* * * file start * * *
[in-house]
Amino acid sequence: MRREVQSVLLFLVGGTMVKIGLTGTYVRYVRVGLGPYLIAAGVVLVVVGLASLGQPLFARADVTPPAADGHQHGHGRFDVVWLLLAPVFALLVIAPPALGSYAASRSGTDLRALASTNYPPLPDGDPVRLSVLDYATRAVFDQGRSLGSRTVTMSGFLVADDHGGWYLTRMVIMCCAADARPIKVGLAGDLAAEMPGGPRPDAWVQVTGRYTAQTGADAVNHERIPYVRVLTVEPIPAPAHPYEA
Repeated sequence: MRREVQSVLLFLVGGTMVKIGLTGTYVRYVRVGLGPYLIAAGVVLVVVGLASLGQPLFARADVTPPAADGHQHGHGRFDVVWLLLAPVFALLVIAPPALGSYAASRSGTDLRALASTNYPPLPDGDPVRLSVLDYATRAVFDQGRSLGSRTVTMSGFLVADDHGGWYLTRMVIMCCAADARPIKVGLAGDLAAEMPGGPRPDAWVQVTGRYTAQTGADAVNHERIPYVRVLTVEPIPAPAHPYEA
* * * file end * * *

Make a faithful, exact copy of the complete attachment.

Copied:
[in-house]
Amino acid sequence: MRREVQSVLLFLVGGTMVKIGLTGTYVRYVRVGLGPYLIAAGVVLVVVGLASLGQPLFARADVTPPAADGHQHGHGRFDVVWLLLAPVFALLVIAPPALGSYAASRSGTDLRALASTNYPPLPDGDPVRLSVLDYATRAVFDQGRSLGSRTVTMSGFLVADDHGGWYLTRMVIMCCAADARPIKVGLAGDLAAEMPGGPRPDAWVQVTGRYTAQTGADAVNHERIPYVRVLTVEPIPAPAHPYEA
Repeated sequence: MRREVQSVLLFLVGGTMVKIGLTGTYVRYVRVGLGPYLIAAGVVLVVVGLASLGQPLFARADVTPPAADGHQHGHGRFDVVWLLLAPVFALLVIAPPALGSYAASRSGTDLRALASTNYPPLPDGDPVRLSVLDYATRAVFDQGRSLGSRTVTMSGFLVADDHGGWYLTRMVIMCCAADARPIKVGLAGDLAAEMPGGPRPDAWVQVTGRYTAQTGADAVNHERIPYVRVLTVEPIPAPAHPYEA